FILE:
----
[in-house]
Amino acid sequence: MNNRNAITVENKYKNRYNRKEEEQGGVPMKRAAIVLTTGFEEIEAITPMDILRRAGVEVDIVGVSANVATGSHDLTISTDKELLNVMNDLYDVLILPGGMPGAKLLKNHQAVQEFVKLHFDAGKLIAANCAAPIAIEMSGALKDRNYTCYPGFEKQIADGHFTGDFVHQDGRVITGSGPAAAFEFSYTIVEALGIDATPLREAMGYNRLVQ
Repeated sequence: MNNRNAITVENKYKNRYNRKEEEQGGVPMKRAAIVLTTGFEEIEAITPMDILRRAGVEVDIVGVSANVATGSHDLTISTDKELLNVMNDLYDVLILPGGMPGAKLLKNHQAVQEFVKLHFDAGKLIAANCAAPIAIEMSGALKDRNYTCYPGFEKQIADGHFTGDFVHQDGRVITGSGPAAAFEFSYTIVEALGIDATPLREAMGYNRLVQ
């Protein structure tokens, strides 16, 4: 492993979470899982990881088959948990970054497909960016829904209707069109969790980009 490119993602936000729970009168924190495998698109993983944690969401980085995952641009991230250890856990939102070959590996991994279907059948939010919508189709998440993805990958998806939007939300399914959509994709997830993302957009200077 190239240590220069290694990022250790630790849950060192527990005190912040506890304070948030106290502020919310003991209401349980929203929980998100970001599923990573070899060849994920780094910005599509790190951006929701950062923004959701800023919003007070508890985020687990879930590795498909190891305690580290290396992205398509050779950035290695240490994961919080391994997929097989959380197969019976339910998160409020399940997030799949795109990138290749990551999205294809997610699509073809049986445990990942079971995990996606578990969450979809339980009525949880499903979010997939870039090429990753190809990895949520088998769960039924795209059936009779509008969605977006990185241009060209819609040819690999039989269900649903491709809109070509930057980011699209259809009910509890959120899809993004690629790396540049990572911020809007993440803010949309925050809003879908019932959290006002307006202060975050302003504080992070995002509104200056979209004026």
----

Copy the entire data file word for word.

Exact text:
[in-house]
Amino acid sequence: MNNRNAITVENKYKNRYNRKEEEQGGVPMKRAAIVLTTGFEEIEAITPMDILRRAGVEVDIVGVSANVATGSHDLTISTDKELLNVMNDLYDVLILPGGMPGAKLLKNHQAVQEFVKLHFDAGKLIAANCAAPIAIEMSGALKDRNYTCYPGFEKQIADGHFTGDFVHQDGRVITGSGPAAAFEFSYTIVEALGIDATPLREAMGYNRLVQ
Repeated sequence: MNNRNAITVENKYKNRYNRKEEEQGGVPMKRAAIVLTTGFEEIEAITPMDILRRAGVEVDIVGVSANVATGSHDLTISTDKELLNVMNDLYDVLILPGGMPGAKLLKNHQAVQEFVKLHFDAGKLIAANCAAPIAIEMSGALKDRNYTCYPGFEKQIADGHFTGDFVHQDGRVITGSGPAAAFEFSYTIVEALGIDATPLREAMGYNRLVQ
């Protein structure tokens, strides 16, 4: 492993979470899982990881088959948990970054497909960016829904209707069109969790980009 490119993602936000729970009168924190495998698109993983944690969401980085995952641009991230250890856990939102070959590996991994279907059948939010919508189709998440993805990958998806939007939300399914959509994709997830993302957009200077 190239240590220069290694990022250790630790849950060192527990005190912040506890304070948030106290502020919310003991209401349980929203929980998100970001599923990573070899060849994920780094910005599509790190951006929701950062923004959701800023919003007070508890985020687990879930590795498909190891305690580290290396992205398509050779950035290695240490994961919080391994997929097989959380197969019976339910998160409020399940997030799949795109990138290749990551999205294809997610699509073809049986445990990942079971995990996606578990969450979809339980009525949880499903979010997939870039090429990753190809990895949520088998769960039924795209059936009779509008969605977006990185241009060209819609040819690999039989269900649903491709809109070509930057980011699209259809009910509890959120899809993004690629790396540049990572911020809007993440803010949309925050809003879908019932959290006002307006202060975050302003504080992070995002509104200056979209004026």